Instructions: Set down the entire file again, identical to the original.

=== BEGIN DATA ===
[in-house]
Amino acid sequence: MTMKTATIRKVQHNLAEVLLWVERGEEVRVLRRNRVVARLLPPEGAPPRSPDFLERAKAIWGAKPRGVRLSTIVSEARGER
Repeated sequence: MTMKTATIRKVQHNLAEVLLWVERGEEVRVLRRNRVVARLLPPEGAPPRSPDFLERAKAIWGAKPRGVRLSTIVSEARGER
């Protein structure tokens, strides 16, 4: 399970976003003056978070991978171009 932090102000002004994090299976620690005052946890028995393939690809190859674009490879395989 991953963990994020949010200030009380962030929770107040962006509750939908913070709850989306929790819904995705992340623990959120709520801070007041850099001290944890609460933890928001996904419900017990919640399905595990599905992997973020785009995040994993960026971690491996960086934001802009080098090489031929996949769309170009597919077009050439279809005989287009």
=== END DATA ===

[in-house]
Amino acid sequence: MTMKTATIRKVQHNLAEVLLWVERGEEVRVLRRNRVVARLLPPEGAPPRSPDFLERAKAIWGAKPRGVRLSTIVSEARGER
Repeated sequence: MTMKTATIRKVQHNLAEVLLWVERGEEVRVLRRNRVVARLLPPEGAPPRSPDFLERAKAIWGAKPRGVRLSTIVSEARGER
């Protein structure tokens, strides 16, 4: 399970976003003056978070991978171009 932090102000002004994090299976620690005052946890028995393939690809190859674009490879395989 991953963990994020949010200030009380962030929770107040962006509750939908913070709850989306929790819904995705992340623990959120709520801070007041850099001290944890609460933890928001996904419900017990919640399905595990599905992997973020785009995040994993960026971690491996960086934001802009080098090489031929996949769309170009597919077009050439279809005989287009």